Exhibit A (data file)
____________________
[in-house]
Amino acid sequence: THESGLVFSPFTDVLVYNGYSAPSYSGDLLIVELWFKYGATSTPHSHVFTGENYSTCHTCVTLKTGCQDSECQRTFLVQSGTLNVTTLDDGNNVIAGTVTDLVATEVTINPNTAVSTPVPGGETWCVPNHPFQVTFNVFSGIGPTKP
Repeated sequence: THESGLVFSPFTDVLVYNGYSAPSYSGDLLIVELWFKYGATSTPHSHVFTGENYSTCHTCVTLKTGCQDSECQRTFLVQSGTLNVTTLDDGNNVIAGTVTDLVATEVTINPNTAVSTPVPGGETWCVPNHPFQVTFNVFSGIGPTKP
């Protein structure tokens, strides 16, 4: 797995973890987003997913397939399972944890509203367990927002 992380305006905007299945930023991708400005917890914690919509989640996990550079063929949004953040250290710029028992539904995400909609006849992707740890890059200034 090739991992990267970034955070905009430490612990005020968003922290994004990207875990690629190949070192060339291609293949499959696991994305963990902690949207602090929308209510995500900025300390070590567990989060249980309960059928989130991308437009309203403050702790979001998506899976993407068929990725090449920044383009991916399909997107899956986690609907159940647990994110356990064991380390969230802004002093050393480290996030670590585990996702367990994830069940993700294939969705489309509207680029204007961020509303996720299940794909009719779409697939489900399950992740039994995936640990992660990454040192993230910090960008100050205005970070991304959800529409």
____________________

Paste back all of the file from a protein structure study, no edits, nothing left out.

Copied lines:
[in-house]
Amino acid sequence: THESGLVFSPFTDVLVYNGYSAPSYSGDLLIVELWFKYGATSTPHSHVFTGENYSTCHTCVTLKTGCQDSECQRTFLVQSGTLNVTTLDDGNNVIAGTVTDLVATEVTINPNTAVSTPVPGGETWCVPNHPFQVTFNVFSGIGPTKP
Repeated sequence: THESGLVFSPFTDVLVYNGYSAPSYSGDLLIVELWFKYGATSTPHSHVFTGENYSTCHTCVTLKTGCQDSECQRTFLVQSGTLNVTTLDDGNNVIAGTVTDLVATEVTINPNTAVSTPVPGGETWCVPNHPFQVTFNVFSGIGPTKP
């Protein structure tokens, strides 16, 4: 797995973890987003997913397939399972944890509203367990927002 992380305006905007299945930023991708400005917890914690919509989640996990550079063929949004953040250290710029028992539904995400909609006849992707740890890059200034 090739991992990267970034955070905009430490612990005020968003922290994004990207875990690629190949070192060339291609293949499959696991994305963990902690949207602090929308209510995500900025300390070590567990989060249980309960059928989130991308437009309203403050702790979001998506899976993407068929990725090449920044383009991916399909997107899956986690609907159940647990994110356990064991380390969230802004002093050393480290996030670590585990996702367990994830069940993700294939969705489309509207680029204007961020509303996720299940794909009719779409697939489900399950992740039994995936640990992660990454040192993230910090960008100050205005970070991304959800529409």